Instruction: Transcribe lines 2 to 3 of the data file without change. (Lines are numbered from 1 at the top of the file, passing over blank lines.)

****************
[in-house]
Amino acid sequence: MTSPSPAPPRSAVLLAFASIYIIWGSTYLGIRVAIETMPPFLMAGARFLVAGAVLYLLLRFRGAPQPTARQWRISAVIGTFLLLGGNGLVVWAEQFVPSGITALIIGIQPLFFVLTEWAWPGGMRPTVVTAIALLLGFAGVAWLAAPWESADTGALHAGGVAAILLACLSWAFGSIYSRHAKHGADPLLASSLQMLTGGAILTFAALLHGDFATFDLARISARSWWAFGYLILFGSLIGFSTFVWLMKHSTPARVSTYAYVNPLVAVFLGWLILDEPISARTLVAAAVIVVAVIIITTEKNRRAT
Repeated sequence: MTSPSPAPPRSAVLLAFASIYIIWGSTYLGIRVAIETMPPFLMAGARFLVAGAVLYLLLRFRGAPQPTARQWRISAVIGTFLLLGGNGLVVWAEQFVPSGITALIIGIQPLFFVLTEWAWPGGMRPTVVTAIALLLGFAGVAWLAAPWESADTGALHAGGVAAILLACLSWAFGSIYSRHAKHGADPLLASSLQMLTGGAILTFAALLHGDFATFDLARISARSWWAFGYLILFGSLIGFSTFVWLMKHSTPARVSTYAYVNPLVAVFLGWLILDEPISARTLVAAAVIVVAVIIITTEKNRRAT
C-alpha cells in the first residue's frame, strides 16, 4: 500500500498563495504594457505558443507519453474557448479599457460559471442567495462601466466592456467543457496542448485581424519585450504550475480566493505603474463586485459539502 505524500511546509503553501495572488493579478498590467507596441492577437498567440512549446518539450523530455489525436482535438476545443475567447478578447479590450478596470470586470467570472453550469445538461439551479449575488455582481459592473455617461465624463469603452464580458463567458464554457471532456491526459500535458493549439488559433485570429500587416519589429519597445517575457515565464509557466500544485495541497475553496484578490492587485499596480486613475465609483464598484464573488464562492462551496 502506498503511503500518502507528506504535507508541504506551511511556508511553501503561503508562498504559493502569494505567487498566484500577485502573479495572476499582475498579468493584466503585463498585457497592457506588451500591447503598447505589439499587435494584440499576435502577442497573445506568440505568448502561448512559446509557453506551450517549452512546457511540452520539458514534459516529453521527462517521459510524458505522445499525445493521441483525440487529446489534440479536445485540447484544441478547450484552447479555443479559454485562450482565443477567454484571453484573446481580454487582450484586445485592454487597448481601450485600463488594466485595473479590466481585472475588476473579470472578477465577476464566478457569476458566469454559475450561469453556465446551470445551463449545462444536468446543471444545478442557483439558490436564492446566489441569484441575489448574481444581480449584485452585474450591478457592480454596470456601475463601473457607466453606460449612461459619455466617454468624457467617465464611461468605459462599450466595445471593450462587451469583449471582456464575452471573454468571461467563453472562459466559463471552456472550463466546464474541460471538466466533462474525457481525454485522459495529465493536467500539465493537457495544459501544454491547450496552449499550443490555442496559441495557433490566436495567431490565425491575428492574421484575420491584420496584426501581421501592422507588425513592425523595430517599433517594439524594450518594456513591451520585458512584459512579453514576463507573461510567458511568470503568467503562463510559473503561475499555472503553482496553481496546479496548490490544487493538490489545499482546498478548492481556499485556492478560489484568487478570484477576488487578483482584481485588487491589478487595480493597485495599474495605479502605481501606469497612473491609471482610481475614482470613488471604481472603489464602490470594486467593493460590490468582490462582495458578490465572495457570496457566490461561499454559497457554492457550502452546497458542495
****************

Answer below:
Amino acid sequence: MTSPSPAPPRSAVLLAFASIYIIWGSTYLGIRVAIETMPPFLMAGARFLVAGAVLYLLLRFRGAPQPTARQWRISAVIGTFLLLGGNGLVVWAEQFVPSGITALIIGIQPLFFVLTEWAWPGGMRPTVVTAIALLLGFAGVAWLAAPWESADTGALHAGGVAAILLACLSWAFGSIYSRHAKHGADPLLASSLQMLTGGAILTFAALLHGDFATFDLARISARSWWAFGYLILFGSLIGFSTFVWLMKHSTPARVSTYAYVNPLVAVFLGWLILDEPISARTLVAAAVIVVAVIIITTEKNRRAT
Repeated sequence: MTSPSPAPPRSAVLLAFASIYIIWGSTYLGIRVAIETMPPFLMAGARFLVAGAVLYLLLRFRGAPQPTARQWRISAVIGTFLLLGGNGLVVWAEQFVPSGITALIIGIQPLFFVLTEWAWPGGMRPTVVTAIALLLGFAGVAWLAAPWESADTGALHAGGVAAILLACLSWAFGSIYSRHAKHGADPLLASSLQMLTGGAILTFAALLHGDFATFDLARISARSWWAFGYLILFGSLIGFSTFVWLMKHSTPARVSTYAYVNPLVAVFLGWLILDEPISARTLVAAAVIVVAVIIITTEKNRRAT